While using styles and fonts is pretty straightforward, using the Office UI Fabric components gets a bit more complicated. Initially the Office UI Fabric offered sample code to see how the components are supposed to work, but if you wanted to use them with a specific JavaScript framework, such as Angular, you had to implement the directives yourself. With the release of the SharePoint Framework Microsoft released a React implementation of the Office UI Fabric components, but if you're using Angular there's not much use of it to you.

Using ngOfficeUIFabric for building good-looking Angular Web Parts

A while back, fellow-MVP Andrew Connell started a community initiative called ngOfficeUIFabric, to implement Office UI Fabric components as Angular v1.x directives.

Screenshot ngOfficeUIFabric demo website

Currently ngOfficeUIFabric contains the most frequently used Office UI Fabric components implemented as ready-to-use directives. If you're building SharePoint Framework Client-Side Web Parts using Angular, I would strongly recommend you use ngOfficeUIFabric: it will clean up your code and help you focus on building your application rather than its plumbing.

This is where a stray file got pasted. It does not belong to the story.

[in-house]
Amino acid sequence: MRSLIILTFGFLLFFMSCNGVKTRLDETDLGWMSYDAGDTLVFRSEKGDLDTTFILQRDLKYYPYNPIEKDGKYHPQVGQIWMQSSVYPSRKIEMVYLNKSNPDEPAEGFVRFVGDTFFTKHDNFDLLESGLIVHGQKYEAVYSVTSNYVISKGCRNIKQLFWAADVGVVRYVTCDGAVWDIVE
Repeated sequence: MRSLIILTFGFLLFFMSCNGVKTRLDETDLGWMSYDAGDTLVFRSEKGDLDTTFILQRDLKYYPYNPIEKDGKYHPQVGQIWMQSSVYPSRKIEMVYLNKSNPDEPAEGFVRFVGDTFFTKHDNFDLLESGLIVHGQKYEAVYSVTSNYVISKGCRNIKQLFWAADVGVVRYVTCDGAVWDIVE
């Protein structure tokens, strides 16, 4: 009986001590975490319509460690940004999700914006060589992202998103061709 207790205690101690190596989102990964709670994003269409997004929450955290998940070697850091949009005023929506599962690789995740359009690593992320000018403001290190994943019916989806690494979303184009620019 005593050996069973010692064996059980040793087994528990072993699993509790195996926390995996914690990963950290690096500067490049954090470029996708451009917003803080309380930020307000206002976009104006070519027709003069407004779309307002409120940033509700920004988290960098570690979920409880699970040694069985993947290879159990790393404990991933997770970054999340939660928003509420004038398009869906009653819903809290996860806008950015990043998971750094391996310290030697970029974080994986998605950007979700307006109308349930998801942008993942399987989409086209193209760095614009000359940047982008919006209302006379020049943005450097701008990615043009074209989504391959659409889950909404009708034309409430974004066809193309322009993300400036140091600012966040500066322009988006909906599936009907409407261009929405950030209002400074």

ngOfficeUIFabric is an open-source initiative and if you have feedback or improvements please contribute them on GitHub.

ngOfficeUIFabric and SharePoint Framework - bundle it

If you've tried using ngOfficeUIFabric with the SharePoint Framework, you very likely stumbled upon the same thing as I did. It was impossible to load ngOfficeUIFabric from CDN and the only way to use it was to include both Angular and ngOfficeUIFabric in the Web Part's bundle. While it doesn't seem all that strange at first, what do you think would happen if you had four or five Web Parts on the page, all built using Angular and using ngOfficeUIFabric, all loading them from the particular Web Part's bundle?